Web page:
I didn’t get cauliflower in the box this time, but I did get fennel, and when we stopped by Cedar Park Farms to Market on Saturday morning, one of the stands was selling small-ish heads of purple cauliflower for a buck apiece — score! So, of course, I knew what I was doing with that fennel.

Bam.

Ample garlicky bread crumbs and parmesan seal the deal, making this an awesome weeknight meal. Try it out, while we’re still enjoying the tail end of winter’s bounty!

Capellini with Cauliflower

12 oz whole wheat capellini
1 small head of cauliflower
2 fennel bulbs with fronds
1 onion
2 Tbs olive oil, plus additional for tossing with the pasta
fresh bread crumbs*
1 Tbs butter
1 clove garlic
grated parmesan for serving

Bring a large pot of water to a boil. Add a generous pinch of salt, along with the capelini, and cook according to package directions. With 3 to 5 minutes left on the cooking time (depending on how crisp you like them), add the cauliflower florets.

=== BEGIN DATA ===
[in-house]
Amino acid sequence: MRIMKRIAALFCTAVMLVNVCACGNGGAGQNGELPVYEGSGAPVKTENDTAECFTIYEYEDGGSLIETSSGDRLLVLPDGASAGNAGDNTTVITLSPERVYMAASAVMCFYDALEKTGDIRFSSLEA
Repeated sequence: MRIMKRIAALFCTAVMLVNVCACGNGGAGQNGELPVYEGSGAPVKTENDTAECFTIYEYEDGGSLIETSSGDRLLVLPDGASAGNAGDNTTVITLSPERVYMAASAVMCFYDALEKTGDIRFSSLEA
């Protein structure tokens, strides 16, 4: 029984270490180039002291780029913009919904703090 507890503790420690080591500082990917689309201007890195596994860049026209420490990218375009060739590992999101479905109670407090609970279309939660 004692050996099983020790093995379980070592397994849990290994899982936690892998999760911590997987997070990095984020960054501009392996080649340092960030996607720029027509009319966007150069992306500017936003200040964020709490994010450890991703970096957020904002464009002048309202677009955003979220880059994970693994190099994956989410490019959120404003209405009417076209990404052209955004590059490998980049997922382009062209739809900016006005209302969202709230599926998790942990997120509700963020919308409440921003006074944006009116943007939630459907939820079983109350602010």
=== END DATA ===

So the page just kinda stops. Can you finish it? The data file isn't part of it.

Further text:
Meanwhile, thinly slice the fennel bulbs and onion, and finely chop a couple of the fennel fronds. Heat the olive oil in a large pan over medium heat, and saute the onions and fennel until soft and caramelized.

Melt the butter in a small skillet. Add the garlic and stir briefly, then toss in the bread crumbs. Stir over medium high heat until toasted.

Drain the capellini and cauliflower and return them to the pan. Add the caramelized onions and fennel and toss well, adding a bit of olive oil to coat the pasta. Season to taste with salt and pepper. Serve topped with a nice layer of bread crumbs and plenty of parmesan cheese.

* I just ground up a day-old baguette in the food processor and used about a cup of the crumbs. The rest I threw in a jar in the fridge for later use.

Roasted cauliflower with tomato sauce, feta, and olive relish

Have you ever started making a meal and had to change courses in mid-stream? It happens to me pretty often. Either I forget an ingredient, or things just aren’t working out, but I have to figure out how to salvage the meal. Sometimes the results are good; other times, not so much.

I originally set out to make Cauliflower Steaks with Olive Relish and Tomato Sauce the other night. However, the head of romanesco I was using didn’t want to cut into “steaks” at all, so I changed courses. Sometimes the impromptu is better (and, in this case, quicker and easier) than the planned.

Impromptu success!

The flavor came out pretty much the same as the original, I imagine, but it was a lot simpler and less fussy, plus I used a lot of stuff I already had on hand. That’s always a bonus when you’re planning a cross-country move in two weeks!*

*Yikes. Two weeks?!